Who is this beautiful One who resides so peacefully, so lovingly in my heart? Who can it be? That One who lives and loves eternally, without cause, without blame, without attachment? All I see I see through its grace and beauty. All I see is grace and beauty. All I see is I AM.
Monday, August 3, 1998
I am closer each day to cultivating my eternal awareness. I have been told that once you intuit the true nature of awareness, a major point is reached. Once a glimpse is caught of that understanding, it becomes steadily easier to keep inc touch with that understanding over time, so long as you continue to focus your awareness and attention on it. I know that I have a good intellectual understanding now, but the more sublime level that is reached is reached only with continued attention.
...distractions ar a gift to my learning; a vital part of the curriculum.
Saturday, August 8, 1998
Who am I? This is the most difficult question that can be asked. What is the nature of that part of my awareness that exists apart, or beyond, my physical percetions of the world around me?
I've recently found that an important piece of that puzzle is concentration. Without concentratin, we are not in control of our mind. No awareness can be developed or cultivated without that basic control of the mind.
If I close my eyes and open my inner eye, I can see where my concentration and awarenss rests. My awareness rests quietly within me; it is set carefully on the lotus petals that are reflective of consciousness itself. I am that awareness. I am that consciousness. I am no less than that which neither is nor is not. I am wei we wei. I am I AM.
As my concentration becomes more refined, I develop true inner Awareness. Awareness: the state of being aware. But beyond that, beneath that, at the core and the root of that, is the state of Pure Being. As I allow my mind to disintegrate and dissolve into a million dewdrops of those petals of Awareness, I finally reach peace with world around me, within me, and I AM.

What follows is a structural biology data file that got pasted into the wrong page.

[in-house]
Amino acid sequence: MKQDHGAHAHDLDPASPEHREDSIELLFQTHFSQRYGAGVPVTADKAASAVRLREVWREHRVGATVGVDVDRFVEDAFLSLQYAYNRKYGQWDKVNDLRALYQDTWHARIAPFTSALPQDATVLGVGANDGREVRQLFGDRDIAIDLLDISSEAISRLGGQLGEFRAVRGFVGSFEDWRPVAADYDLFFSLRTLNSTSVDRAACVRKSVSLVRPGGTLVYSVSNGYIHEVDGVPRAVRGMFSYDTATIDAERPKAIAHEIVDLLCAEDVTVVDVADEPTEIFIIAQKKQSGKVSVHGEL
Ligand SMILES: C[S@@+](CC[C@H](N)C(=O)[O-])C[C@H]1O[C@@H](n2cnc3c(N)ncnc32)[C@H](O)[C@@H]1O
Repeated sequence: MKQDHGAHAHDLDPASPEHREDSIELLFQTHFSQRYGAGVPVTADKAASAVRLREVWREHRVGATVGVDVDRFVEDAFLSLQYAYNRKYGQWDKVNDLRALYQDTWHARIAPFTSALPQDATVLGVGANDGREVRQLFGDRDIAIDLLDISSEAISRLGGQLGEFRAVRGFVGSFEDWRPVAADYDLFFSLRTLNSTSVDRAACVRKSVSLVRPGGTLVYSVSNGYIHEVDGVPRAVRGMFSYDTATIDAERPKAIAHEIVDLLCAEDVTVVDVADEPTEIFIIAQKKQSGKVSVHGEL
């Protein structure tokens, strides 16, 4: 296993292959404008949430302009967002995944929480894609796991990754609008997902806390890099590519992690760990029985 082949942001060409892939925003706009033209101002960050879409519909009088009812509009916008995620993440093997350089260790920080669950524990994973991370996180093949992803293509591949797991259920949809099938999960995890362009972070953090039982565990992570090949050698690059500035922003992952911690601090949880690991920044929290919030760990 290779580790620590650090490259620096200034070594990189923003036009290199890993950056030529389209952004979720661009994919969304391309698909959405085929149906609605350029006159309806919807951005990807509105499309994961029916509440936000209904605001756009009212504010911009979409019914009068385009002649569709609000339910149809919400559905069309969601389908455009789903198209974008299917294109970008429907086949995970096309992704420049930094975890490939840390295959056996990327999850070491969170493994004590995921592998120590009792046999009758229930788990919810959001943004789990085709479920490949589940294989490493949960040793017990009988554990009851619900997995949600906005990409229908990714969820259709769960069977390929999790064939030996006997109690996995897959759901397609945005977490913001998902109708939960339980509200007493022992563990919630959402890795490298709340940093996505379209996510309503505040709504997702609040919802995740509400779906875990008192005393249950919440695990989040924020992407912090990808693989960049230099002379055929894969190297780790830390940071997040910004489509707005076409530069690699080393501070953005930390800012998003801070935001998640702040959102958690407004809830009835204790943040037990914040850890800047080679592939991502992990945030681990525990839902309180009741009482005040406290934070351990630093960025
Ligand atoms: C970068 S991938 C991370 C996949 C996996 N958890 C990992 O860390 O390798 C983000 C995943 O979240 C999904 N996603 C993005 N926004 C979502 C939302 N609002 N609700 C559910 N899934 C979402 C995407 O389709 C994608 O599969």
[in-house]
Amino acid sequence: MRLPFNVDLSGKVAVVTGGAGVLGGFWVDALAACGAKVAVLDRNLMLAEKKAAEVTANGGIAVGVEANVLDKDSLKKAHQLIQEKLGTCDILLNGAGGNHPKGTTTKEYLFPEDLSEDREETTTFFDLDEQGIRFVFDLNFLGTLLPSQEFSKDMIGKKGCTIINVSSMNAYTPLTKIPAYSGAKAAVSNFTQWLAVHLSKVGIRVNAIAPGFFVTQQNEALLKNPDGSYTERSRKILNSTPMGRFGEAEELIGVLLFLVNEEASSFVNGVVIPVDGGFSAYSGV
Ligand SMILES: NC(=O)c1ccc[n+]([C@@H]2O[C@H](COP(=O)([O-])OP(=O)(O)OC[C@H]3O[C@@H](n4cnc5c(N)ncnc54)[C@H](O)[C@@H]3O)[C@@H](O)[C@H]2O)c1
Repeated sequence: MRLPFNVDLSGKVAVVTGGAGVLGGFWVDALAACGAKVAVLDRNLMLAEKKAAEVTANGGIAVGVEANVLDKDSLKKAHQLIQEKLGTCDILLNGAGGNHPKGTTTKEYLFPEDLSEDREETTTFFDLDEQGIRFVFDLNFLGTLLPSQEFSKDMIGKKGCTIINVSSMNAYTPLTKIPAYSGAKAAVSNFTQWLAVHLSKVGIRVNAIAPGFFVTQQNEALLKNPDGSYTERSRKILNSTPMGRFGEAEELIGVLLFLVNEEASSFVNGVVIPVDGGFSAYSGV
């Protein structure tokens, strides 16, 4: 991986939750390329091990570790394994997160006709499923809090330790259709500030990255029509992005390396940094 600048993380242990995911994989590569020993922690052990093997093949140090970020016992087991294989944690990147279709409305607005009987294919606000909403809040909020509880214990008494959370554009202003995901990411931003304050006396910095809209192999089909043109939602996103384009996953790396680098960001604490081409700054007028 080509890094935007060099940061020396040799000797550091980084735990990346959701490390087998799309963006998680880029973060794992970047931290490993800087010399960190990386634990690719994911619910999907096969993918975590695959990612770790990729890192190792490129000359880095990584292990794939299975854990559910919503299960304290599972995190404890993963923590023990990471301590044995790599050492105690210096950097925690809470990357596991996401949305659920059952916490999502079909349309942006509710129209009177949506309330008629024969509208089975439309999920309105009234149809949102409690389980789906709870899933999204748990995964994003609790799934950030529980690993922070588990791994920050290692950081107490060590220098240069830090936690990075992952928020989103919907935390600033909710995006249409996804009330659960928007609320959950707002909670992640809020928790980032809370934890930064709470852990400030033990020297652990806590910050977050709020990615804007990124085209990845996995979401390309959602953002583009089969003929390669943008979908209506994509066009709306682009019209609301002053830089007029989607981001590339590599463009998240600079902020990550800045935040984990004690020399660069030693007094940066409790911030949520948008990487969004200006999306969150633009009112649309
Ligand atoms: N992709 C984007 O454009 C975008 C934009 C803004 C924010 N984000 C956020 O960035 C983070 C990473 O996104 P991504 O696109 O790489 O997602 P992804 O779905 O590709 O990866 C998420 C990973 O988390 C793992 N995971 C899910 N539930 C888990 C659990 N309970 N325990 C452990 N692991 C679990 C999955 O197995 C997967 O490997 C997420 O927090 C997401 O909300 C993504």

OM.OM.OM. I am joy shining forth from the light of awareness within me. My body is a smooth, clean vessel that holdds that awareness within. The seat of that awareness is occupied peacefully by I AM, located deep within my heart, within my chest.
I see through Dustin's deep blue eyes. I smell through Dustin's sharp nose. I touch through Dustin's slender fingers. I exist through I AM.
Who is this peaceful one who looks through these eyes? How is the vision interpreted, how do I interpret what is seen? It is all part of the play of consciousness, all a reflection, a function, of I AM.
Saturday, August 15, 1998
My heart is bright with the warm glow of the Source within me. With each breath, I can feel the physical shell of my body slipping away from me like a sheath. I am that which resides deep within, sitting peacefully at Grace's feet.
Every aspect of my body is now Peace. I cannot make a rough gesture, I cannot utter a harsh word. Every breath, every thought, every movement I make, is borne totally from peace, from grace, from the knowledge of I AM that rests so gently yet all-pervasively in my heart. I am joy. I am love. I am happiness. I am peace. I am OM.
|DR. ROBERT PUFF|
|HIGH JUMP, Tarun Sardana|
Nonduality Salon (/ \)